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Comment: Re:Control unit runs at 100 Hz? (Score 2) 250

by bosef1 (#49600635) Attached to: Long Uptime Makes Boeing 787 Lose Electrical Power

That makes a lot of sense. A lot of aviation power systems run with 400 Hz AC current (the higher frequency lets them use smaller transformers). They could be dividing down the power signal to 100 Hz, and using that to increment a counter.

The other option is that many operating systems use 10 ms = 100 Hz for their internal interrupt timers. So it could just be a counter that is being incremented every interrupt cycle, and doesn't care what frequency of electricity is being used.
(cf. the jiffy )

Comment: Something completely different... (Score 2) 667

by bosef1 (#49264453) Attached to: Why There Is No Such Thing as 'Proper English'

The article doesn't explain why there is no prescriptive body for the English Language; something that would be equivalent to the Acdemie fancaise. Instead it discusses how English lacks a prescriptive basis, and how it becomes incumbent upon the speaker to match their use of the language their audience and purpose for speaking.

Comment: Nothing could possi (Score 2) 164

by bosef1 (#49061275) Attached to: Researcher Developing Tattoo Removal Cream

So instead of having the tattoo ink spread out in a relatively benign part of my dermis, instead I'll concentrate it in my lymph nodes. It feels like this could cause problems. How does the body clear the ink from the lymph nodes? Is it broken down; or does it just stay there, possibly clogging the nodes, or acting as an irritant and maybe causing a long-term cancer risk.

Maybe we could also turn the research around. If there were ways to make less digestable or less "attractive" inks, or to pre-train the macrophages to ignore the ink particles, you could make longer-lasting tattoos that need less ink to apply and fewer touchups.

Comment: Re:The answer was in front of our faces. (Score 1) 273

by bosef1 (#48800877) Attached to: Silicon Valley's Quest To Extend Life 'Well Beyond 120'

And doesn't Keith Richards have his blood replaced every three years or so? So there should be a lot of used blood around anyway for... testing. Yeah, testing, that's what I'll call it...

I should want to cook Keith a simple meal, but I shouldn't want to cut into him, to wear the blood, to be born unto new worlds where his blood becomes my key...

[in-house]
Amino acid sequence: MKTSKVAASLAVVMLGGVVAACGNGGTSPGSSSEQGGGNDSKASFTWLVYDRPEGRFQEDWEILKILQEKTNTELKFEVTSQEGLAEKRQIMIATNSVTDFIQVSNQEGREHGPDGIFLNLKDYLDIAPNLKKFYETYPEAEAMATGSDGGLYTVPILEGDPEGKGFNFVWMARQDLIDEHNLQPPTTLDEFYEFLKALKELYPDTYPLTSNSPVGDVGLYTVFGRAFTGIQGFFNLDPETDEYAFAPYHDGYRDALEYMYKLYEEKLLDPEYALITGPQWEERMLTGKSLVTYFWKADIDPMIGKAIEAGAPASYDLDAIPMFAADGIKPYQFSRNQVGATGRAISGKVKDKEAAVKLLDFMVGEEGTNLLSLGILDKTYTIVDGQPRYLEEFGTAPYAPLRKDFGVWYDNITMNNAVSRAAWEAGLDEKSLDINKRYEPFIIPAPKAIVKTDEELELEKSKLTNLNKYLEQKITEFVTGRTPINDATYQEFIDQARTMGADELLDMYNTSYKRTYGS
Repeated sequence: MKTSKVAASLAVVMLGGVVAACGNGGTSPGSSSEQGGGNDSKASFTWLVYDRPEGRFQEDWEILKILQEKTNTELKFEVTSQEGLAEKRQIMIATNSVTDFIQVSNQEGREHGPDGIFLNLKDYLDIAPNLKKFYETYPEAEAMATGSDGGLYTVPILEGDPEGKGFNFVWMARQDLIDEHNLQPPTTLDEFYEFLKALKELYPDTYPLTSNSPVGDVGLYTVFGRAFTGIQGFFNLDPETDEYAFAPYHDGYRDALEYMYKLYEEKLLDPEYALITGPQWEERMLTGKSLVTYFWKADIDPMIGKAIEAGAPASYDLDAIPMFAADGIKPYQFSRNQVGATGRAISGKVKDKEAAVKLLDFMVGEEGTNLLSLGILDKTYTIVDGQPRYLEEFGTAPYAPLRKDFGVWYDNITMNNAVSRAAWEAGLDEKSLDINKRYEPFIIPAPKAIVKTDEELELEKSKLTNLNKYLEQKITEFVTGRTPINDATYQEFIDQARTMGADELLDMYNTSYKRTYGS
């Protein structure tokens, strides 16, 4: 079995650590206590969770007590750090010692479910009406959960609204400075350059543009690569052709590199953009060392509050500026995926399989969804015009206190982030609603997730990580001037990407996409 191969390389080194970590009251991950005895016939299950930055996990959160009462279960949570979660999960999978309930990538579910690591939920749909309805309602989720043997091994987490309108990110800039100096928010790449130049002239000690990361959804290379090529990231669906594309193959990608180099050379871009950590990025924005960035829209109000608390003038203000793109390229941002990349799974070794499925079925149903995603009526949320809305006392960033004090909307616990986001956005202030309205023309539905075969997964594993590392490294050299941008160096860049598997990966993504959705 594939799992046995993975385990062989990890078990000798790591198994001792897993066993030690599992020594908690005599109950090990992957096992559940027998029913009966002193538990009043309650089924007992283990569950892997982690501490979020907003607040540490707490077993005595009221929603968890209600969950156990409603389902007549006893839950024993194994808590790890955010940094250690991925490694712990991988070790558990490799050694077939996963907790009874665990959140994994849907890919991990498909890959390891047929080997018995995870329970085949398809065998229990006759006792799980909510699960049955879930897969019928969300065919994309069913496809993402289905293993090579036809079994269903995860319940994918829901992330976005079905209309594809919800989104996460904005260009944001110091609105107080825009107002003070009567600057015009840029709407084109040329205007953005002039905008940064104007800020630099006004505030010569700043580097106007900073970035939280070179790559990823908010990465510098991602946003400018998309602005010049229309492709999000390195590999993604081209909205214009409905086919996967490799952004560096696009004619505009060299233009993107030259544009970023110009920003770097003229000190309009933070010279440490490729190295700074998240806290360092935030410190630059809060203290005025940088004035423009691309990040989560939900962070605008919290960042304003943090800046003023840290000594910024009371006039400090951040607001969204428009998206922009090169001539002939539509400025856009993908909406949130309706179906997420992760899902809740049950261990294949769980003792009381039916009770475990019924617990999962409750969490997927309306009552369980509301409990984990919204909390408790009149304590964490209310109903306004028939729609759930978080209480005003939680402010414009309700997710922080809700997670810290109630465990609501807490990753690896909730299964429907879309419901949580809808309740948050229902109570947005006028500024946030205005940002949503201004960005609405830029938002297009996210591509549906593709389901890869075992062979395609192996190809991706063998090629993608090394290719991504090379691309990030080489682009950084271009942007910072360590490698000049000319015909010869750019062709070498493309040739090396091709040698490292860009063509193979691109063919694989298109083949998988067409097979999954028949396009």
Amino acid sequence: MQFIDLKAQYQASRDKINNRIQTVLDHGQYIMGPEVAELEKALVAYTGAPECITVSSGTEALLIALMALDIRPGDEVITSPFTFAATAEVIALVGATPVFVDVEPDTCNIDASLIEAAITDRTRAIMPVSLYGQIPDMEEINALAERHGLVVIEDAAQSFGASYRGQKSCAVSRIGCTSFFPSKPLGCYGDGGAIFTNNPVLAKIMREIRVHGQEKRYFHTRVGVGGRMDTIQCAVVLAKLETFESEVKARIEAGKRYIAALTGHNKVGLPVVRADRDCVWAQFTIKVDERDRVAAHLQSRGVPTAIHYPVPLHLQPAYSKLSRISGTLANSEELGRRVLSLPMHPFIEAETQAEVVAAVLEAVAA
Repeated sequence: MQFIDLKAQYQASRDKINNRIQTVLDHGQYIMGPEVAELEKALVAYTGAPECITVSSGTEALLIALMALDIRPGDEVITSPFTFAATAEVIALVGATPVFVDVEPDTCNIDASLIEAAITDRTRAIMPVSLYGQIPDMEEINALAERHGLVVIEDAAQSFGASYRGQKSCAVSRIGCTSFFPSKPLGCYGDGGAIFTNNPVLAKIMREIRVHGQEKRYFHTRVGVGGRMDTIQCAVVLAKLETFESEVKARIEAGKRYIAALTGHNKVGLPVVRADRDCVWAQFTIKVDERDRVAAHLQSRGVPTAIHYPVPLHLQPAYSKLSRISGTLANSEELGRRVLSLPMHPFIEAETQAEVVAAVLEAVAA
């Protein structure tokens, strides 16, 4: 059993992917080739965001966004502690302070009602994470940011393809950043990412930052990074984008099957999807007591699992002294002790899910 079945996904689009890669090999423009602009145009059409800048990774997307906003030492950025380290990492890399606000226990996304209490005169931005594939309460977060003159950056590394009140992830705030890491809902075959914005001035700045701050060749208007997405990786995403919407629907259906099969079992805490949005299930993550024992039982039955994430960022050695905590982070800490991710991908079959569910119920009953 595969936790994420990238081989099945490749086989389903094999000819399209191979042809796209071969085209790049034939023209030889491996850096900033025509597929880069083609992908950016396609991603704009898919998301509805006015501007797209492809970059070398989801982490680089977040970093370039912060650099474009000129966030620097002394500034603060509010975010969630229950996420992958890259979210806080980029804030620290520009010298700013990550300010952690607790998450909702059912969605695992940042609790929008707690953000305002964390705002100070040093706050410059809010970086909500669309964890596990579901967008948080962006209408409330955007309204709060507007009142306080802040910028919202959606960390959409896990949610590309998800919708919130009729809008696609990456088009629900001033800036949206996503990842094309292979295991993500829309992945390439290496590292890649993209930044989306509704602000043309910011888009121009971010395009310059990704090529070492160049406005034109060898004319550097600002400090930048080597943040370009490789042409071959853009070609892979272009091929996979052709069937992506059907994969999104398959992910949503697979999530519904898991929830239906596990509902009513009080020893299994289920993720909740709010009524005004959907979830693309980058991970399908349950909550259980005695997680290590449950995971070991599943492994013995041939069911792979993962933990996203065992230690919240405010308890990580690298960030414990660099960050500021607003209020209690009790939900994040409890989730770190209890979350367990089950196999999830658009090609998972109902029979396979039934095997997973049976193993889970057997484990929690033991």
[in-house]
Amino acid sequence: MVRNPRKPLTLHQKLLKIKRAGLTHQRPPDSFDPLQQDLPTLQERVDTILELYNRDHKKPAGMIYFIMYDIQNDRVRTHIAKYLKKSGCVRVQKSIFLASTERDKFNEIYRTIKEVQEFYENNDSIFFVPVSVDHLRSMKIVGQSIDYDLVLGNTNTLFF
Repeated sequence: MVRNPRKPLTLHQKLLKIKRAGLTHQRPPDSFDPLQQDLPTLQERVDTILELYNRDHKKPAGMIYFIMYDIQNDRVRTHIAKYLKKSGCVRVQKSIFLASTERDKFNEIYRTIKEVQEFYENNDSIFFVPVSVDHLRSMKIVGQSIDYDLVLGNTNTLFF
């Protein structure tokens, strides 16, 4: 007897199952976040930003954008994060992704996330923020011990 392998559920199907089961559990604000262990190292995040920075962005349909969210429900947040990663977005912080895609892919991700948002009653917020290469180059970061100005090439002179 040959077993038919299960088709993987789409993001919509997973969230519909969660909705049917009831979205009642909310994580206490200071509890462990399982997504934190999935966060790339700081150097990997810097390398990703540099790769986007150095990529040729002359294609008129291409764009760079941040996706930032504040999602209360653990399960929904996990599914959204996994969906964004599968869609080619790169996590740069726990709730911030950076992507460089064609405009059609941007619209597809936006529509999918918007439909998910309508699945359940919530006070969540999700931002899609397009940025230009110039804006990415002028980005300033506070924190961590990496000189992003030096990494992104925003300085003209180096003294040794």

I'll be in my bunk.

Comment: Re:Meaningless drivel (Score 3, Interesting) 100

by bosef1 (#48789881) Attached to: US Lawmakers Push For a Permanent Ban On Internet Access Taxes

I second that it doesn't seem like a reasonable thing to have the Federal government telling State governments how to tax Internet access. I also agree that it would be a dumb idea for the states to tax the Internet as a money-making device (there's not that much money in it unless you do some ridiculous tax like by the megabyte; it would be easier just to raise the income tax by 0.25% or something like that). I could see some states wanting to set up state-levied universal access fees, but then it would at the state level and better aligned with the individual needs of the states (yay laboratories of Democracy).

I also agree the AC that it is probably within the Fed's power to tell the States they can or cannot tax the Internet under the Commerce clause. But the Commerce clause is so abused it lets anyone do just about anything; and that's a whole other argument.

Comment: Re:Touchscreens Suck for Situation Awareness! (Score 1) 123

by bosef1 (#48650117) Attached to: "Infrared Curtain" Brings Touchscreen Technology To Cheap Cars

Aside from complete marketing "cool" factor, my guess would be that it a cheap touchscreen is (now) cheaper than all of discrete control knobs. You only need one cutout in the center console, and you don't need all the extra wires and switches and things. Also, it is easier to configure different virtual controls on the one touchscreen system for all the different vehicles, trim lines and vehicle configurations you make. The touchscreen may even be a little more reliable than the physical controls, assuming someone doesn't punch it.

I too appreciate the physical controls, and it's not clear that the touchscreen really adds anything to the experience besides the "cool" factor.

Comment: Re:Extra Credits (Score 2) 121

by bosef1 (#48638777) Attached to: Ask Slashdot: Resources For Kids Who Want To Make Games?

I second Extra Credits. They provide a lot of good analysis and breakdowns of why some games work well, and how others could be made to work better. Here's a link to the YouTube site:

I also liked "Shut Up & Sit Down", who seem to do very good play reviews. They might be a little "mature" for an 11-year-old, so I would check the sit out first and make your own call.

Maternity pay? Now every Tom, Dick and Harry will get pregnant. -- Malcolm Smith